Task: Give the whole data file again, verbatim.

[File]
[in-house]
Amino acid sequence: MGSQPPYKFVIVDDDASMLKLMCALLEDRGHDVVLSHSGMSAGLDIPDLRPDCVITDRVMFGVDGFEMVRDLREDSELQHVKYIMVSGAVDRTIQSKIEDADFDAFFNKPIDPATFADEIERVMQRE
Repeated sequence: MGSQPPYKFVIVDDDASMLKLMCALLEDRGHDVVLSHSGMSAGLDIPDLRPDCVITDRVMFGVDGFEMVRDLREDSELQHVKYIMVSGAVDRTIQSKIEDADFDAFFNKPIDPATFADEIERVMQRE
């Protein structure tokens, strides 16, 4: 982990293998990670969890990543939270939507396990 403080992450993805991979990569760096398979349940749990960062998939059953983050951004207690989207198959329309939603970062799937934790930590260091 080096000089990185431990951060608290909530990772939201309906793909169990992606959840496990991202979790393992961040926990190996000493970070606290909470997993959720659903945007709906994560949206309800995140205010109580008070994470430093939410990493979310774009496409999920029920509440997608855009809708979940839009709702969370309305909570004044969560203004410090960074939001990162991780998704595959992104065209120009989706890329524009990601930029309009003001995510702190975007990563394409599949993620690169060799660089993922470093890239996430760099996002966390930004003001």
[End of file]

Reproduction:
[in-house]
Amino acid sequence: MGSQPPYKFVIVDDDASMLKLMCALLEDRGHDVVLSHSGMSAGLDIPDLRPDCVITDRVMFGVDGFEMVRDLREDSELQHVKYIMVSGAVDRTIQSKIEDADFDAFFNKPIDPATFADEIERVMQRE
Repeated sequence: MGSQPPYKFVIVDDDASMLKLMCALLEDRGHDVVLSHSGMSAGLDIPDLRPDCVITDRVMFGVDGFEMVRDLREDSELQHVKYIMVSGAVDRTIQSKIEDADFDAFFNKPIDPATFADEIERVMQRE
């Protein structure tokens, strides 16, 4: 982990293998990670969890990543939270939507396990 403080992450993805991979990569760096398979349940749990960062998939059953983050951004207690989207198959329309939603970062799937934790930590260091 080096000089990185431990951060608290909530990772939201309906793909169990992606959840496990991202979790393992961040926990190996000493970070606290909470997993959720659903945007709906994560949206309800995140205010109580008070994470430093939410990493979310774009496409999920029920509440997608855009809708979940839009709702969370309305909570004044969560203004410090960074939001990162991780998704595959992104065209120009989706890329524009990601930029309009003001995510702190975007990563394409599949993620690169060799660089993922470093890239996430760099996002966390930004003001």